New research by scholars at Loyola University Chicago, the University of Mississippi, and Barnard College in New York City examines whether criminal defendants of different races are punished with the same level of severity.
The researchers organized an experiment where respondents indicated what they viewed as an appropriate sentence for a series of hypothetical individuals convicted of federal crimes. The experiment signaled the race of the defendant by using distinctively “Black” and “White” names, making it more apparent in an effort to assess whether Americans are more punitive toward purportedly Black defendants. The findings indicate that respondents who exhibit signs of high racial resentment assign longer sentences to Black defendants, while respondents who appeared to believe that racism is a problem assigned shorter sentences to those same hypothetical defendants.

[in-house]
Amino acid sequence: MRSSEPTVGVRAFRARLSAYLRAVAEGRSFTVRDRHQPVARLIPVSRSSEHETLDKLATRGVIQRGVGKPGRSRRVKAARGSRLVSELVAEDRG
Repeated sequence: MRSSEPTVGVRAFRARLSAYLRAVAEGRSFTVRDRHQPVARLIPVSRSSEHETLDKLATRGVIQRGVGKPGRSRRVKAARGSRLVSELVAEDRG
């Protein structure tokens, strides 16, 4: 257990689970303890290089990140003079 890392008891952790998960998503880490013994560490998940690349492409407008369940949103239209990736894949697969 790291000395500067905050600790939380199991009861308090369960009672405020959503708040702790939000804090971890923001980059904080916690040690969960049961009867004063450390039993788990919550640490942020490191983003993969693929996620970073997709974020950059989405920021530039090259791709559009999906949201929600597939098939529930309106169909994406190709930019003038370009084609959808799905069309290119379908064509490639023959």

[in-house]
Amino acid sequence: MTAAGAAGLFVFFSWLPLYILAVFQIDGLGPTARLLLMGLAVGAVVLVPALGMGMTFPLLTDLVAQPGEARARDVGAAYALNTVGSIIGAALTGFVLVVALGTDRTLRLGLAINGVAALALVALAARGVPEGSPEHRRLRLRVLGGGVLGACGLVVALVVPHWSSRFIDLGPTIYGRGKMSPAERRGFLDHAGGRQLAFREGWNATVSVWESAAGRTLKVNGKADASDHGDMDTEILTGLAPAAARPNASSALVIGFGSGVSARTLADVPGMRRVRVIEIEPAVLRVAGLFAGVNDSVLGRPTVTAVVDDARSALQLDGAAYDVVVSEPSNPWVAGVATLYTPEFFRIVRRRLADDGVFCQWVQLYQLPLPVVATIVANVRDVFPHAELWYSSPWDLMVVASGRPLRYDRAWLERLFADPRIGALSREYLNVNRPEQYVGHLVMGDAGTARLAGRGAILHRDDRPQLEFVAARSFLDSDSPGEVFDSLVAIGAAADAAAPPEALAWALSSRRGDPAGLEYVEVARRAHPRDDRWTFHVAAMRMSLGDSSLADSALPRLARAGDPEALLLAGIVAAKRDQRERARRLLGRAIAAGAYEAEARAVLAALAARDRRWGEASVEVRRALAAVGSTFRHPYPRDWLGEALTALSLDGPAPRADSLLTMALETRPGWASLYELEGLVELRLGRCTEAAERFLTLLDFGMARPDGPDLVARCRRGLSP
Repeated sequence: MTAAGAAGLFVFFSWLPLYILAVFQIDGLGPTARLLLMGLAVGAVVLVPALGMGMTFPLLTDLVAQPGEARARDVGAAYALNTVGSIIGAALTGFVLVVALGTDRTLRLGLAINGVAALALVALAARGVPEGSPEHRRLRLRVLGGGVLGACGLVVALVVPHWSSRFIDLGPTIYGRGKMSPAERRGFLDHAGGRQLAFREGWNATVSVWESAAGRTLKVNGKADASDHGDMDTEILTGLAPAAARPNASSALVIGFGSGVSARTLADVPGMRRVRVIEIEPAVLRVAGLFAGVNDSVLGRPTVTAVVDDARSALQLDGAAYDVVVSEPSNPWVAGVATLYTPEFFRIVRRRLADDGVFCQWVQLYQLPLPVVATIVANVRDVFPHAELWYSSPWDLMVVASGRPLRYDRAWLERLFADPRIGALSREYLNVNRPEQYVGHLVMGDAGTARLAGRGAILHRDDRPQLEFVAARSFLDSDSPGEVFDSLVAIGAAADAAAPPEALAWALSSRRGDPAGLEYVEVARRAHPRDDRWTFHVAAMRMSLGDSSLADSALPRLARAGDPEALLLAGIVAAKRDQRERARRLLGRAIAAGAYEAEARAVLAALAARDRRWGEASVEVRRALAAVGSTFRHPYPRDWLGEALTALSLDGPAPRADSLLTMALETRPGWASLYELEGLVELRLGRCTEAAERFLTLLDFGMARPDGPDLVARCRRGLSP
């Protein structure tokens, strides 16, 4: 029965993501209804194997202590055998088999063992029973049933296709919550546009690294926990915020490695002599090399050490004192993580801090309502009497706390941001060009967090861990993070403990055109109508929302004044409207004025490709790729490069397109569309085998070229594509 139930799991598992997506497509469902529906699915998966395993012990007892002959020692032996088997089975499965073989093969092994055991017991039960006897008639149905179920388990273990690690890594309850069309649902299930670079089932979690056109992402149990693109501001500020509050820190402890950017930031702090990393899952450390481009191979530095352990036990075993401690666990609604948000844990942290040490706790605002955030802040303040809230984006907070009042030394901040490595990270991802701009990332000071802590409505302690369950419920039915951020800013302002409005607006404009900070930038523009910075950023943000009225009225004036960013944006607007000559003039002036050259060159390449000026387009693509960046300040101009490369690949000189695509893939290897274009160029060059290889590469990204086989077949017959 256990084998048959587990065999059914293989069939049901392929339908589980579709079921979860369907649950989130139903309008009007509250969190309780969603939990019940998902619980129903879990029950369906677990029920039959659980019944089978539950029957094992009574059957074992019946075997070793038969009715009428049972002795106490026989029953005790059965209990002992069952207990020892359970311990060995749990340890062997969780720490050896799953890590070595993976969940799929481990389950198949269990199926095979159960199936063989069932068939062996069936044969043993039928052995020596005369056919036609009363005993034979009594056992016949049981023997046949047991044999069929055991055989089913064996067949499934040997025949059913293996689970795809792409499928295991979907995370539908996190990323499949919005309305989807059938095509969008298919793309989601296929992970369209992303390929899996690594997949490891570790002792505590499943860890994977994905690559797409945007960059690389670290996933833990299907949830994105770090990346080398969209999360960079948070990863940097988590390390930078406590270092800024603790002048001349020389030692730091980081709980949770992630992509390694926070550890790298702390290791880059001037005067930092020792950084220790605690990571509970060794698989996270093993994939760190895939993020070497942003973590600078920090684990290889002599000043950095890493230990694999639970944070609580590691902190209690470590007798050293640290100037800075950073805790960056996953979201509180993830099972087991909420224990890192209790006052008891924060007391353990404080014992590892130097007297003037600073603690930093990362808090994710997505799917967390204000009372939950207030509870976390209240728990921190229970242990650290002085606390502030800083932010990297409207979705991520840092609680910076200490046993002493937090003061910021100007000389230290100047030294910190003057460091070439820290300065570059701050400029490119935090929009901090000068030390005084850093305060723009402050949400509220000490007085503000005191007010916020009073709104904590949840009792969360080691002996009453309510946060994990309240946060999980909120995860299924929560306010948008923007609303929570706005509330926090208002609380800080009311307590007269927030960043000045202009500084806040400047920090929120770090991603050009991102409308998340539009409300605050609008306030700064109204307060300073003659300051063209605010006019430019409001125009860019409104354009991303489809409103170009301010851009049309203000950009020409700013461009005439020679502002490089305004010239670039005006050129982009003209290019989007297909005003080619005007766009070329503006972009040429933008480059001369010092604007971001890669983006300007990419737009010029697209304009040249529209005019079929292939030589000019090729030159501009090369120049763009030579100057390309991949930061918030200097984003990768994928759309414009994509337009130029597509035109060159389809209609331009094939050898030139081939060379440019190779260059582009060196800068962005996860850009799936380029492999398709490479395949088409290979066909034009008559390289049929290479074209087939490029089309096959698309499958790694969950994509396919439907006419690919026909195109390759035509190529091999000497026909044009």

The authors wrote that “respondents who view persistent racial inequalities as the product of both past and ongoing institutional factors prescribed lengthier sentences for White defendants; those who discount these explanations prescribed lengthier sentences for Black defendants. Some Americans — those who report particularly high levels of cognitive awareness of systemic racial discrimination — prescribe shorter sentences for purportedly Black defendants than they do for purportedly White defendants, thus offsetting the effects of anti-Black biases in other segments of the population.”
However, the authors note that “although these varying tendencies may ‘cancel out’ in the aggregate, they are likely to produce unjust outcomes.”
The full study, ““Race, Crime, and the Public’s Sentencing Preferences,” was published on the website of the journal Public Opinion Quarterly. It may be accessed here.